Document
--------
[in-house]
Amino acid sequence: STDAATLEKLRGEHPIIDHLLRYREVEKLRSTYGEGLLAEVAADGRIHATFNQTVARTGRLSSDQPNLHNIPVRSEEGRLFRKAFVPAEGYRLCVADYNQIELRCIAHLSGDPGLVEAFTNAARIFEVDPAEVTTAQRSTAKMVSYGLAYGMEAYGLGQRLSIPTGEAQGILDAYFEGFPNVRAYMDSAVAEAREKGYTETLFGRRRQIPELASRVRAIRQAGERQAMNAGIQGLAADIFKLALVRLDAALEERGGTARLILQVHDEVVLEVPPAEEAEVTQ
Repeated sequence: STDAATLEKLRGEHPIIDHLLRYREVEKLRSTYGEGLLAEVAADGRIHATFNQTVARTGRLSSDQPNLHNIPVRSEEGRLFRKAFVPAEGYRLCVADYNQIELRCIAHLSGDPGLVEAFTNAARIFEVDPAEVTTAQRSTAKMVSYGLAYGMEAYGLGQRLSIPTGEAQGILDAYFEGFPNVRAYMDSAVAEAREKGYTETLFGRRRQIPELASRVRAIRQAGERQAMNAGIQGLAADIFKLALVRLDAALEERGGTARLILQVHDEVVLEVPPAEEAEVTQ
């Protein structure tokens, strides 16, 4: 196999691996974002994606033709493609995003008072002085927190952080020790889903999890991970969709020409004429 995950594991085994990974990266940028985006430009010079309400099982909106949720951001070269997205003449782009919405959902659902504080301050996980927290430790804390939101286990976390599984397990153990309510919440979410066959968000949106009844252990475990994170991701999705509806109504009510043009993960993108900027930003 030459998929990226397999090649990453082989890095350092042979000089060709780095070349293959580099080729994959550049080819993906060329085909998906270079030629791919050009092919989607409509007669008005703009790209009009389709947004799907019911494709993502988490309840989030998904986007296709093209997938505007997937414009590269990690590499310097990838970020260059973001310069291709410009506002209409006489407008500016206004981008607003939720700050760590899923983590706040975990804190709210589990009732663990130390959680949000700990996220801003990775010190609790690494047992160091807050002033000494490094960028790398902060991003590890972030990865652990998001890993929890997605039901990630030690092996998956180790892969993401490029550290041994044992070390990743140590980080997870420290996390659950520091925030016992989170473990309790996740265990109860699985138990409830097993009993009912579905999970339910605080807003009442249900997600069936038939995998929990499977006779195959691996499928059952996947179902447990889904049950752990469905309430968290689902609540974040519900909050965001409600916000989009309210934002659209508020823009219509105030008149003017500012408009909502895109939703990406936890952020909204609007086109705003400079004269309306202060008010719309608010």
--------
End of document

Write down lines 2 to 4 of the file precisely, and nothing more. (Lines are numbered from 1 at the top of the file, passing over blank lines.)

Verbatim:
Amino acid sequence: STDAATLEKLRGEHPIIDHLLRYREVEKLRSTYGEGLLAEVAADGRIHATFNQTVARTGRLSSDQPNLHNIPVRSEEGRLFRKAFVPAEGYRLCVADYNQIELRCIAHLSGDPGLVEAFTNAARIFEVDPAEVTTAQRSTAKMVSYGLAYGMEAYGLGQRLSIPTGEAQGILDAYFEGFPNVRAYMDSAVAEAREKGYTETLFGRRRQIPELASRVRAIRQAGERQAMNAGIQGLAADIFKLALVRLDAALEERGGTARLILQVHDEVVLEVPPAEEAEVTQ
Repeated sequence: STDAATLEKLRGEHPIIDHLLRYREVEKLRSTYGEGLLAEVAADGRIHATFNQTVARTGRLSSDQPNLHNIPVRSEEGRLFRKAFVPAEGYRLCVADYNQIELRCIAHLSGDPGLVEAFTNAARIFEVDPAEVTTAQRSTAKMVSYGLAYGMEAYGLGQRLSIPTGEAQGILDAYFEGFPNVRAYMDSAVAEAREKGYTETLFGRRRQIPELASRVRAIRQAGERQAMNAGIQGLAADIFKLALVRLDAALEERGGTARLILQVHDEVVLEVPPAEEAEVTQ
């Protein structure tokens, strides 16, 4: 196999691996974002994606033709493609995003008072002085927190952080020790889903999890991970969709020409004429 995950594991085994990974990266940028985006430009010079309400099982909106949720951001070269997205003449782009919405959902659902504080301050996980927290430790804390939101286990976390599984397990153990309510919440979410066959968000949106009844252990475990994170991701999705509806109504009510043009993960993108900027930003 030459998929990226397999090649990453082989890095350092042979000089060709780095070349293959580099080729994959550049080819993906060329085909998906270079030629791919050009092919989607409509007669008005703009790209009009389709947004799907019911494709993502988490309840989030998904986007296709093209997938505007997937414009590269990690590499310097990838970020260059973001310069291709410009506002209409006489407008500016206004981008607003939720700050760590899923983590706040975990804190709210589990009732663990130390959680949000700990996220801003990775010190609790690494047992160091807050002033000494490094960028790398902060991003590890972030990865652990998001890993929890997605039901990630030690092996998956180790892969993401490029550290041994044992070390990743140590980080997870420290996390659950520091925030016992989170473990309790996740265990109860699985138990409830097993009993009912579905999970339910605080807003009442249900997600069936038939995998929990499977006779195959691996499928059952996947179902447990889904049950752990469905309430968290689902609540974040519900909050965001409600916000989009309210934002659209508020823009219509105030008149003017500012408009909502895109939703990406936890952020909204609007086109705003400079004269309306202060008010719309608010």